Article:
system. The project has also prepared a series of web-based, interactive
data analysis and presentation tools that enable users to perform
custom analyses of data covering a range of juvenile justice topics.
Visit the Data Analysis Tools section
of the Statistical Briefing Book to find out what is available. The
project, like its predecessor project the Juvenile Justice Statistics
and Systems Development Program, also works with national and local data
collectors to improve the quality of their data.
Visit the National Juvenile Justice Data Analysis Project project page to learn more.
Pew Charitable Trust's Multi-State Recidivism Study
In partnership with the Pew Charitable Trust’s Public Safety Performance Project (PSPP), NCJJ and the Council of Juvenile Correctional Administrators (CJCA) will lead a comprehensive study of juvenile recidivism and construct measures to provide meaningful indicators of system performance in five states that are strongly positioned to serve as models for the field. Although reducing recidivism is a key indicator of success for juvenile corrections agencies, a recent survey found that 1 in 4 does not regularly collect and report recidivism data, and fewer than half use measures that provide a comprehensive picture of youth reoffending.
The study seeks to:
- Empower practitioners and policymakers to accurately measure system performance and create benchmarks over time within their states;
- Ensure that states are armed with research-informed measures that capture the full picture of subsequent offending and facilitate defensible comparisons of offender groups (e.g., measures that differentiate rates by offenders' risk levels, control for time-at-risk, etc.); and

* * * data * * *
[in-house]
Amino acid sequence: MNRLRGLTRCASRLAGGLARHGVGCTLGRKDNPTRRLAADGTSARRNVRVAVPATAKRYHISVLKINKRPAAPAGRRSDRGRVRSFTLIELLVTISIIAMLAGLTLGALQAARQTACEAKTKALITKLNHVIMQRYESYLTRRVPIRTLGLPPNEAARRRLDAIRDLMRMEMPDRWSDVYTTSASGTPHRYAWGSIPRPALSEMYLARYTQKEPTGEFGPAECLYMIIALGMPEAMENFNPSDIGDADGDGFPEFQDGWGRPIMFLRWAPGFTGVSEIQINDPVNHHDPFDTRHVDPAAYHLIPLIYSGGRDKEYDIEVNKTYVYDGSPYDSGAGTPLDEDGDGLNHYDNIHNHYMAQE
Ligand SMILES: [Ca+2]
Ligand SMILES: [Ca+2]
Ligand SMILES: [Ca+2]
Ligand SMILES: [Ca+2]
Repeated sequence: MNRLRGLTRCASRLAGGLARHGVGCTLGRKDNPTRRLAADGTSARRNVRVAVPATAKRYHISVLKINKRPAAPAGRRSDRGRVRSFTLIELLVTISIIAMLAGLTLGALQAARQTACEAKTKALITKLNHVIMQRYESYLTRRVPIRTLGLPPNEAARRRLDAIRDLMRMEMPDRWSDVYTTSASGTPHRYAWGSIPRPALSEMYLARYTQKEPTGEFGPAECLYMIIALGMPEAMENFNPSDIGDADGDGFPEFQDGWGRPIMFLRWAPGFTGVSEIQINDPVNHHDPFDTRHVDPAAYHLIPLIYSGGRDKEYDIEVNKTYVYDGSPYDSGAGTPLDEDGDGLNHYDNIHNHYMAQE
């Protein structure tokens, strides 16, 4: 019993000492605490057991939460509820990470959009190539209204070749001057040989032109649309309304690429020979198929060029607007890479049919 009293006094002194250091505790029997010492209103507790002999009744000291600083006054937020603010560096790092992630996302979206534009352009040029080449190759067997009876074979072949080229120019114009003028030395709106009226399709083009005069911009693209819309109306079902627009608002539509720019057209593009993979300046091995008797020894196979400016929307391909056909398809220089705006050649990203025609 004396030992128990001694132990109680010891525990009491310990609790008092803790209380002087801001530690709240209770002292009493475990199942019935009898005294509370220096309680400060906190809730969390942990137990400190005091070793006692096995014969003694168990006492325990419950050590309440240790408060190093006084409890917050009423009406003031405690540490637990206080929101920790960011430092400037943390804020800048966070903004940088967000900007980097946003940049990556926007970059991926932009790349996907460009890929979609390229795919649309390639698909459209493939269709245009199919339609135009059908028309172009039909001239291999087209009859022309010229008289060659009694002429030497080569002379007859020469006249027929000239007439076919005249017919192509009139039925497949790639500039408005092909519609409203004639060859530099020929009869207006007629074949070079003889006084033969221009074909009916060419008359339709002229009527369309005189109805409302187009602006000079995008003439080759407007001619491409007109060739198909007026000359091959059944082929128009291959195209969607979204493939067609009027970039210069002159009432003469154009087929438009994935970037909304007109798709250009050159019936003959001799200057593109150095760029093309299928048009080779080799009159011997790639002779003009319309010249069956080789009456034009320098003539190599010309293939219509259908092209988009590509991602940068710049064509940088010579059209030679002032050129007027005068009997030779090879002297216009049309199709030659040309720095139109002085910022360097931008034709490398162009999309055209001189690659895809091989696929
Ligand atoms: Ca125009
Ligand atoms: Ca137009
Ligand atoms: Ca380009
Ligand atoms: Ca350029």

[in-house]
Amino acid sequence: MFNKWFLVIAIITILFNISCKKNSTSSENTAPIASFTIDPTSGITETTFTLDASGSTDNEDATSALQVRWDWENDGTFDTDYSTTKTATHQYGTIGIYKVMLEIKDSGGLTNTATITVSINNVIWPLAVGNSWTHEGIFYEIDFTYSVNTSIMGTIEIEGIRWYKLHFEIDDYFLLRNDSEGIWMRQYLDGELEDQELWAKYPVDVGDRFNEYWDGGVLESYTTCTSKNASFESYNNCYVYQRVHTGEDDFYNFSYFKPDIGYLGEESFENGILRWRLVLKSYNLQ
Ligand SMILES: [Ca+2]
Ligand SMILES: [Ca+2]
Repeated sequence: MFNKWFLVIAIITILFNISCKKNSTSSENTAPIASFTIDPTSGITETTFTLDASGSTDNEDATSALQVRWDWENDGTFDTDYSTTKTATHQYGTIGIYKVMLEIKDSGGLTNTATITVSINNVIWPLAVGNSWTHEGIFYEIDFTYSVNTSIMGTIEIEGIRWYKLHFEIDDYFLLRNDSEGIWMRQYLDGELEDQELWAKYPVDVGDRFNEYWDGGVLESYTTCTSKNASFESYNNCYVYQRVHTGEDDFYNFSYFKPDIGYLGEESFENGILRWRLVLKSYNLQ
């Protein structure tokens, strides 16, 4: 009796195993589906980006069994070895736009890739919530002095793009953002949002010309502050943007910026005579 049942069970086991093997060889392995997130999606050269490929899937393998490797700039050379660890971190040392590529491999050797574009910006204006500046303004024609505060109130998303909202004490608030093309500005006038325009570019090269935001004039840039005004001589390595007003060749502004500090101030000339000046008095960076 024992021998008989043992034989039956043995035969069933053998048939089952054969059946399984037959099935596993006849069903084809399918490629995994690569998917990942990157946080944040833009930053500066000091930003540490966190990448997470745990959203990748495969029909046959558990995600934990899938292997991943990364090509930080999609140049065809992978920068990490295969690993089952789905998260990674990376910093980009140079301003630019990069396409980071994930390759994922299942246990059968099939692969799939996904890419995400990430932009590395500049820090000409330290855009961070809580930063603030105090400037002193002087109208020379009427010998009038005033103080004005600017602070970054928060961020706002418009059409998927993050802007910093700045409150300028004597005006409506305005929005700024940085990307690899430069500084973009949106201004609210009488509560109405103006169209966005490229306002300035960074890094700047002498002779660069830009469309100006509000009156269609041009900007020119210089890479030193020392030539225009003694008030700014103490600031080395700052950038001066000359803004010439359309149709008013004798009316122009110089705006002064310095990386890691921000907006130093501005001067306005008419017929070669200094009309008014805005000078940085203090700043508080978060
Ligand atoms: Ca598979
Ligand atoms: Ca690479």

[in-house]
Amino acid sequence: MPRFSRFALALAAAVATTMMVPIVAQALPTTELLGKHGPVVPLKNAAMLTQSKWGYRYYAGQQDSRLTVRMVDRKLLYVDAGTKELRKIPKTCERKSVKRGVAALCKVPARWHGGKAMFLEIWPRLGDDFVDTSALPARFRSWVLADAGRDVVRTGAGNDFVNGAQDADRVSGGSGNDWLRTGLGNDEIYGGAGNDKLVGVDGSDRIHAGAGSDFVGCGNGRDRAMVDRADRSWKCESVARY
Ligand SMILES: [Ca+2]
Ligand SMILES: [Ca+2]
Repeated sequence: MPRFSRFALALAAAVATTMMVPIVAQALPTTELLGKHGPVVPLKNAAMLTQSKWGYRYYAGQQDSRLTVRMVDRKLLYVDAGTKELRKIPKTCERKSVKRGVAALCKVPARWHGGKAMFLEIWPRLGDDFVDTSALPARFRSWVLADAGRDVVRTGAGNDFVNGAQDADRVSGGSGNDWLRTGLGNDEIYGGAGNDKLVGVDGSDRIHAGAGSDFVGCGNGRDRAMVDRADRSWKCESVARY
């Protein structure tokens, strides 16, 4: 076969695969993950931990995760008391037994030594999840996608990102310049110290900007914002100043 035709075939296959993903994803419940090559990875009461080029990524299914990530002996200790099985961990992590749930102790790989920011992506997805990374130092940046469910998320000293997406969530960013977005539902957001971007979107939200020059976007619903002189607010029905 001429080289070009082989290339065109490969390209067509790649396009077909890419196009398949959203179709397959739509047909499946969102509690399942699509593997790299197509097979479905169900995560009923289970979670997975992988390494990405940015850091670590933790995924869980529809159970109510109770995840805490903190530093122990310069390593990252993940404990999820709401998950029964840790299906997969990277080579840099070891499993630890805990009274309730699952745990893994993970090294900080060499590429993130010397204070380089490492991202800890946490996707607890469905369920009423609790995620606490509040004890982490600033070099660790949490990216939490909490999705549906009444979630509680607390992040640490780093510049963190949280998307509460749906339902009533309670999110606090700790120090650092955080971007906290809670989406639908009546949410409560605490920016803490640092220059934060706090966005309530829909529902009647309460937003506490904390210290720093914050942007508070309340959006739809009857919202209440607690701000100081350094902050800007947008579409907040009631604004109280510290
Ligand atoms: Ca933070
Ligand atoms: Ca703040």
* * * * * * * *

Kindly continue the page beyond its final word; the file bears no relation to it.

- Provide a baseline for state-to-state assessments where careful and equivalent comparisons can be made.
PSPP works with states to advance data-driven, fiscally sound policies and practices in the criminal and juvenile justice systems that protect public safety, hold offenders accountable, and control corrections costs. In addition to providing intensive technical assistance to states, PSPP conducts and supports national research; policy evaluations; public opinion surveys; and national, regional, multi-state, and state-level policy forums.
Survey of Juveniles Charged as Adults in Criminal Court
The 2009 Survey of Juveniles Charged as Adults in Criminal Courts (SJCACC) will collect information about the case processing of defendants younger than age 18 in criminal courts. This information is critical to understanding how many youth are charged in criminal court, the characteristics of these youth, the pathways that lead them to criminal court, and the final disposition of their cases. Westat and NCJJ bring complementary strengths and expertise to the 2009 Survey of Juveniles Charged in Adult Criminal Courts. Westat, the prime contractor, is a nationally recognized leader in survey methodology, sampling, and large-scale data collection and has expertise in designing nationally representative samples for the Bureau of Justice Statistics (BJS) surveys. Westat's partner, NCJJ, is a national expert on the transfer of juvenile offenders to criminal courts and brings expertise in administrative records extraction and analysis, and extensive research experience in juvenile justice issues to the design and implementation of this survey. In addition, the related work NCJJ has already undertaken for the Office of Juvenile Justice and Delinquency Prevention, including extensive research into state laws and jurisdiction-specific reports on criminal processing of youth, has served as essential groundwork for this study.